The education tech crowd has readily embraced the possibilities offered by games, but the public and the public education system have been harder to convince. “We know very well from training teachers here that many teachers know absolutely nothing about what’s in these games,” says Gee. More frequently, games are viewed as the enemy of homework and literacy. Yet given the huge numbers of hours kids will often devote to beating a game, they’re not so easily ignored.

“Why is it that we can get a kid to work really hard to master a game like Starcraft or Grand Theft Auto 3, but we can’t get him to open a book in algebra?” asks Squire. “Why is it that we can get people in an online game like Everquest or Lineage to organize massive guilds and build Web sites and entire social structures when we can’t get them to finish their homework in school?”

“One of the core things about videogames is that they’re all simulations,” says Gee, who notes that the concept is both cutting-edge science and a core aspect of the way humans think. “They’re simulating worlds and saying, ‘Can you learn to live in this world and solve problems?’”

Although the debate over violence in games exists in a different arena, even a game that contains strong violent elements -- take the oft-cited Grand Theft Auto 3 -- sets players in a moral universe. The choice to steal, kill and run down pedestrians (versus driving, helping and exploring) is entirely up to them.

“If you took out all the bad choices, something you could do that would be considered by some to be morally bad, you would have no choice,” says Squire. “You can’t explore morality if you can’t do anything wrong.”

Rather than killing literacy, Squire and Gee have found that games actually promote it. Some games, like Morrowind: Elder Scrolls or Planescape: Torment, require players to scroll through as much in-game text as a Tolstoy novel. In addition, players read manuals, download cheat sheets and FAQs and actually produce text around games -- on chat sites, in online communities or through fan fiction. As part of his research, Squire discovered that fourth- and fifth-graders who wouldn’t otherwise put pen to paper loved to write game reviews, particularly if they felt there was a chance they’d be read.

Gee, meanwhile, has watched kids as young as 7 play Age of Mythology, and is amazed by the activity it spawns. “They don’t just play the game,” he says. “They go get books on mythology, they search the Internet. And they don’t just play it individually, they also play it socially.” And if kids are taken with the powerful interactivity of games, they will expect similar interactivity from their schooling, says Gee.

If he’s right, that could be troubling news for the public school system, since, at the moment, those forms simply aren’t there. Schools have been slow to adopt technology, and in a country in which schools use computers primarily as typewriters, where computer labs are often understocked and out of date, it’s not particularly surprising that the students Gee interviews for his research report that high school is the least popular level of schooling, a needed credential rather than a place to learn useful content.

“I have no doubt that videogame technology is going to transform large parts of this society,” says Gee. “Whether that will change the grammar of schooling, which has been so resistant for so long, we don’t know. For the first time, there will be genuine alternatives to schools. For those of us who believe in public schools, as I do, it’s very important to get it right.”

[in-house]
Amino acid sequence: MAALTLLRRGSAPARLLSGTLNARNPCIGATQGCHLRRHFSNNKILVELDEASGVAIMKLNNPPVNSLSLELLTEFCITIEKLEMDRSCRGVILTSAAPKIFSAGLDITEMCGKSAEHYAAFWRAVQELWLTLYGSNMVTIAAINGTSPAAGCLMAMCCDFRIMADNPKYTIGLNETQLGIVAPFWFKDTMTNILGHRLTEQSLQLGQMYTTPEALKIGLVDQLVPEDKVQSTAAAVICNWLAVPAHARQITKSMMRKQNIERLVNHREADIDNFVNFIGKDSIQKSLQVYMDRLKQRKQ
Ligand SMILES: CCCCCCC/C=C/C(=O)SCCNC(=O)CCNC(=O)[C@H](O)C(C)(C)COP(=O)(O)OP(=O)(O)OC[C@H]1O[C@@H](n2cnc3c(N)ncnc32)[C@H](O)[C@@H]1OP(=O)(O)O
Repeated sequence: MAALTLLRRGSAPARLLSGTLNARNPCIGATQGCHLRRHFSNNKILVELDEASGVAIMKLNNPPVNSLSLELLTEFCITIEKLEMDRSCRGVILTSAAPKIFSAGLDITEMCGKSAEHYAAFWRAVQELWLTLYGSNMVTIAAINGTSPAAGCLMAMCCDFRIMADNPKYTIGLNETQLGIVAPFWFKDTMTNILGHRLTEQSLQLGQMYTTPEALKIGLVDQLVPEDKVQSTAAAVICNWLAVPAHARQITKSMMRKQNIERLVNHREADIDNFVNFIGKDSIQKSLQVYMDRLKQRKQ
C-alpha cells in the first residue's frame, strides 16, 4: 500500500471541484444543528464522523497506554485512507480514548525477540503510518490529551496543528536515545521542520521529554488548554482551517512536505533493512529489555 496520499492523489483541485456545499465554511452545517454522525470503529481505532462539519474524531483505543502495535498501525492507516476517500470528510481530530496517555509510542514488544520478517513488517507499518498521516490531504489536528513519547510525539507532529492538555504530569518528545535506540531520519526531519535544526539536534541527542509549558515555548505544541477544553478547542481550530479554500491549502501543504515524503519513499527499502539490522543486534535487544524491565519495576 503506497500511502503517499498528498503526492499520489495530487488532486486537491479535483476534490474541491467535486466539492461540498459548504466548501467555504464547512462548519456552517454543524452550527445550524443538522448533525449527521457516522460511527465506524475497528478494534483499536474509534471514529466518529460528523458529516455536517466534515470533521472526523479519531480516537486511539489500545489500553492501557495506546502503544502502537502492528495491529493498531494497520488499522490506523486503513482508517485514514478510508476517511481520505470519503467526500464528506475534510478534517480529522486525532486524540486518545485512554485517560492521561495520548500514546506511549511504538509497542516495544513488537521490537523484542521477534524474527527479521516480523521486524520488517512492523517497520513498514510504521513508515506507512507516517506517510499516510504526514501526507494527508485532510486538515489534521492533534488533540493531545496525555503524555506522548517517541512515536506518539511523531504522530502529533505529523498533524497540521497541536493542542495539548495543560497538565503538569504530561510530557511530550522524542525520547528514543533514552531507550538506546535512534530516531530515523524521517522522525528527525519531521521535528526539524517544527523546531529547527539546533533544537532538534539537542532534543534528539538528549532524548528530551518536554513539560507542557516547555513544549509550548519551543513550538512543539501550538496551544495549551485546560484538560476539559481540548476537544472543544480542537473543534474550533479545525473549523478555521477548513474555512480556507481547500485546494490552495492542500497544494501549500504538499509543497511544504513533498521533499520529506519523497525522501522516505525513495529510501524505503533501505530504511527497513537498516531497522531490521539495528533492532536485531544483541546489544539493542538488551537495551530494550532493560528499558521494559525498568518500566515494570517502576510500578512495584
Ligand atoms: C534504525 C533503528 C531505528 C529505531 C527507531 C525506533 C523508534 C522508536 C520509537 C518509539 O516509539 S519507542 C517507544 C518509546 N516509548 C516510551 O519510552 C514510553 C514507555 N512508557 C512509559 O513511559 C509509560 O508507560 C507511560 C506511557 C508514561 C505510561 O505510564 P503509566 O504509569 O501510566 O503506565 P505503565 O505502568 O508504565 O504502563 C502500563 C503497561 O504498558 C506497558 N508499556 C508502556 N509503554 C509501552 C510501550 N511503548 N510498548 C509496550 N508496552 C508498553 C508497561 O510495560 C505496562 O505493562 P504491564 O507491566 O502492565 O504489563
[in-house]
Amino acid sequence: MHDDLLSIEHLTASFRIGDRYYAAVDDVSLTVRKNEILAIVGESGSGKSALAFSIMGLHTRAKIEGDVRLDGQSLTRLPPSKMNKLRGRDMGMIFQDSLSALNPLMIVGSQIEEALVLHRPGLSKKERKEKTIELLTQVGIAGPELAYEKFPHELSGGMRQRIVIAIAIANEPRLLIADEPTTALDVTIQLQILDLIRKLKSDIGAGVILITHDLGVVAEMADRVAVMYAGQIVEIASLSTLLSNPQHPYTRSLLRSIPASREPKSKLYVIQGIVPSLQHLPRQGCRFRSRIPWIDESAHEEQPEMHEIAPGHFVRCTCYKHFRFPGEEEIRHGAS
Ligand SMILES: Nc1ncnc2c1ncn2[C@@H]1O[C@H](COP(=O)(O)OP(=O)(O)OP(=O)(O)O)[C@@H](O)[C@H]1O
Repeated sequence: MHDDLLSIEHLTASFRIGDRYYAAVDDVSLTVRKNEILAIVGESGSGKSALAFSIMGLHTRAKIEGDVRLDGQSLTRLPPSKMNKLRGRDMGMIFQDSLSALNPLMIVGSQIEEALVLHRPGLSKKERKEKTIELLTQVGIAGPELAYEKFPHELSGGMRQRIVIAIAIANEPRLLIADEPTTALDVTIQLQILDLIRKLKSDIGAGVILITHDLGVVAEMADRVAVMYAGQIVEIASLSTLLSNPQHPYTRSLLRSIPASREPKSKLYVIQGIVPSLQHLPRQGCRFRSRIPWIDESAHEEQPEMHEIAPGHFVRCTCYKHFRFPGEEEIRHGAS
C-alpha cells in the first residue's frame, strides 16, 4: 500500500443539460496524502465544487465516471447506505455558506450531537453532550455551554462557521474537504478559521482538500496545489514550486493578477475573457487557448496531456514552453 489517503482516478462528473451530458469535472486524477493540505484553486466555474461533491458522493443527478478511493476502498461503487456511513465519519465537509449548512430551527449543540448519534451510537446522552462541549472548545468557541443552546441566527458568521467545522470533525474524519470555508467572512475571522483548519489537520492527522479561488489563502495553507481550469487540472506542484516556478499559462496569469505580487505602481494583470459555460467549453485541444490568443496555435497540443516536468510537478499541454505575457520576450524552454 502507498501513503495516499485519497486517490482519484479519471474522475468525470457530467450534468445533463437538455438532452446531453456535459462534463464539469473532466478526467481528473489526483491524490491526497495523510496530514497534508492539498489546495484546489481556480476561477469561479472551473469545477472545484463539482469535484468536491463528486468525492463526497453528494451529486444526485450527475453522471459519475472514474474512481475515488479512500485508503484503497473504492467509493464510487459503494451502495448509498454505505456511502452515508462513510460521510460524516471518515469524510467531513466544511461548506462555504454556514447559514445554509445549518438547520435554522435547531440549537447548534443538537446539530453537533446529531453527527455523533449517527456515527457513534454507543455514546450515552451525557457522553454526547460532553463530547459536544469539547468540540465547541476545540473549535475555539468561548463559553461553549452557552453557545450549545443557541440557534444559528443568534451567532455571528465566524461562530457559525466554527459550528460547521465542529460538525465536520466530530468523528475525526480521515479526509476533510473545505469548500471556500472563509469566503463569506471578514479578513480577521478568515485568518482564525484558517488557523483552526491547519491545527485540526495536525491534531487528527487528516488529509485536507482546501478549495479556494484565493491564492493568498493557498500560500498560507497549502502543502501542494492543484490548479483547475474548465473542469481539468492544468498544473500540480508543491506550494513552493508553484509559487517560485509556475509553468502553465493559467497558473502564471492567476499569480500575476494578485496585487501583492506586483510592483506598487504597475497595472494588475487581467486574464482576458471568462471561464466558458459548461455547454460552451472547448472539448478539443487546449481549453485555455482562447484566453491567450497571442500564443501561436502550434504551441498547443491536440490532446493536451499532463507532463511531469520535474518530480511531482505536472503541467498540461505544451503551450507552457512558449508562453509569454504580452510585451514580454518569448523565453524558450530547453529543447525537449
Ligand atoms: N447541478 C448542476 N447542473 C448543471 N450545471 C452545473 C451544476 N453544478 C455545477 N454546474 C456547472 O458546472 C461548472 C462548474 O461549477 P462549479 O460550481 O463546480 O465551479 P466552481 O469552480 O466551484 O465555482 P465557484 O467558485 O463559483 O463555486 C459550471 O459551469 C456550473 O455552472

Game on

Not every computer or videogame takes full advantage of the learning principles Gee and Squire have identified, but here are six that do.

Rise of Nations (PC). Gee calls this expansive real-time strategy game, in which players manage and expand emerging nation-states, one of the best learning games ever. He credits the ways the game allows players to adapt the game’s parameters to their own skill level.

Morrowind: Elder Scrolls (PC, Playstation 2) This role-playing game, set in a deep medieval/fantasy world, defines the concept of open-ended. Players assume and develop an in-game identity, and every decision affects the way in which the game plays out. In other words, it’s different for every player.

Deus Ex (PC, Playstation 2, Xbox). Not only does this sci-fi action/roleplaying game give players the ability to solve in-game problems in multiple ways (through stealth, firepower or negotiation), but it also hints at the concept of emergent narrative.

Pikmin and Animal Crossing (Gamecube). This pair of cartoony games offer perfect learning tools for kids. There are multiple solutions to every problem, and both foster cooperation, early literacy and language development.

Civilization 3 (PC). Squire calls the third game in Sid Meier’s turn-based strategy series “a long-term, broad-scale simulation of how civilizations rise and fall.” Using a materialist, geographical interpretation, the game proceeds from the premise that that civilizations are inherently tied to their geography.

-- A.R.C.


Isthmus is Madison, Wisconsin's alternative newspaper. Since 1976, Isthmus has built a foundation of fearless reporting, forthright opinion, excellent arts coverage, and innovative perspective. These efforts have been rewarded by numerous sources including the Milwaukee Press Club's statewide Excellence in...
More »
Contact for Reprint Rights
  • Market Served: Metropolitan Area
  • Address: 100 State Street, Suite 301, Madison, WI 53703
  • Phone: (608) 251-5627